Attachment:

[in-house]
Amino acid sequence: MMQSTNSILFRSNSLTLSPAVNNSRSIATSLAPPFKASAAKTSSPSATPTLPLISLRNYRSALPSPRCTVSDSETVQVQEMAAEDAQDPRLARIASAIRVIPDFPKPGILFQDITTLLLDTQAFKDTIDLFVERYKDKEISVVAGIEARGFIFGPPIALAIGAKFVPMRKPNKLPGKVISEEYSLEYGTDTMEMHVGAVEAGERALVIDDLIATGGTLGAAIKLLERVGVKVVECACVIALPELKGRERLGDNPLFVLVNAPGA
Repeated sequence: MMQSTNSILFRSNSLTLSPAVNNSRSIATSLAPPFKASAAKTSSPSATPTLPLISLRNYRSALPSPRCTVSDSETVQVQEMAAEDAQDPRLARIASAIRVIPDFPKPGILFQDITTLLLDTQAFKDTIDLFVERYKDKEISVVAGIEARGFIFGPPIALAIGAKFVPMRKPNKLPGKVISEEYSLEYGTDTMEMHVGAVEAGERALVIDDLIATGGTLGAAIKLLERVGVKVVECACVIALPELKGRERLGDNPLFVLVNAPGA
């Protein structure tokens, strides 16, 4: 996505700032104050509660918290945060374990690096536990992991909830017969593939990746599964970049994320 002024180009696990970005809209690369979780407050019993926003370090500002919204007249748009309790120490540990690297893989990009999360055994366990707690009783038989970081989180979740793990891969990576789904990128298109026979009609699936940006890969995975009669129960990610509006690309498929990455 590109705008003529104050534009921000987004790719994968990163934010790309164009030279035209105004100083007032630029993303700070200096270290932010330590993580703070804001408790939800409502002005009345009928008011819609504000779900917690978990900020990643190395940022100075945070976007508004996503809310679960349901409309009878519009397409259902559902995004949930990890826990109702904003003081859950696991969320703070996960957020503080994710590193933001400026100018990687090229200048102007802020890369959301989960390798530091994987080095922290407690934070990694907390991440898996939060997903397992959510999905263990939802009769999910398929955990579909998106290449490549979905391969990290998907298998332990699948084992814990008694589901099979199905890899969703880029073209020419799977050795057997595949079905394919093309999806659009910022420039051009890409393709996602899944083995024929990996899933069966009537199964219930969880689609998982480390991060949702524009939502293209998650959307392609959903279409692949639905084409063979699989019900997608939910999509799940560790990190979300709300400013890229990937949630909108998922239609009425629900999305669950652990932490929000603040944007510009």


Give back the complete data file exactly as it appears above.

[in-house]
Amino acid sequence: MMQSTNSILFRSNSLTLSPAVNNSRSIATSLAPPFKASAAKTSSPSATPTLPLISLRNYRSALPSPRCTVSDSETVQVQEMAAEDAQDPRLARIASAIRVIPDFPKPGILFQDITTLLLDTQAFKDTIDLFVERYKDKEISVVAGIEARGFIFGPPIALAIGAKFVPMRKPNKLPGKVISEEYSLEYGTDTMEMHVGAVEAGERALVIDDLIATGGTLGAAIKLLERVGVKVVECACVIALPELKGRERLGDNPLFVLVNAPGA
Repeated sequence: MMQSTNSILFRSNSLTLSPAVNNSRSIATSLAPPFKASAAKTSSPSATPTLPLISLRNYRSALPSPRCTVSDSETVQVQEMAAEDAQDPRLARIASAIRVIPDFPKPGILFQDITTLLLDTQAFKDTIDLFVERYKDKEISVVAGIEARGFIFGPPIALAIGAKFVPMRKPNKLPGKVISEEYSLEYGTDTMEMHVGAVEAGERALVIDDLIATGGTLGAAIKLLERVGVKVVECACVIALPELKGRERLGDNPLFVLVNAPGA
């Protein structure tokens, strides 16, 4: 996505700032104050509660918290945060374990690096536990992991909830017969593939990746599964970049994320 002024180009696990970005809209690369979780407050019993926003370090500002919204007249748009309790120490540990690297893989990009999360055994366990707690009783038989970081989180979740793990891969990576789904990128298109026979009609699936940006890969995975009669129960990610509006690309498929990455 590109705008003529104050534009921000987004790719994968990163934010790309164009030279035209105004100083007032630029993303700070200096270290932010330590993580703070804001408790939800409502002005009345009928008011819609504000779900917690978990900020990643190395940022100075945070976007508004996503809310679960349901409309009878519009397409259902559902995004949930990890826990109702904003003081859950696991969320703070996960957020503080994710590193933001400026100018990687090229200048102007802020890369959301989960390798530091994987080095922290407690934070990694907390991440898996939060997903397992959510999905263990939802009769999910398929955990579909998106290449490549979905391969990290998907298998332990699948084992814990008694589901099979199905890899969703880029073209020419799977050795057997595949079905394919093309999806659009910022420039051009890409393709996602899944083995024929990996899933069966009537199964219930969880689609998982480390991060949702524009939502293209998650959307392609959903279409692949639905084409063979699989019900997608939910999509799940560790990190979300709300400013890229990937949630909108998922239609009425629900999305669950652990932490929000603040944007510009």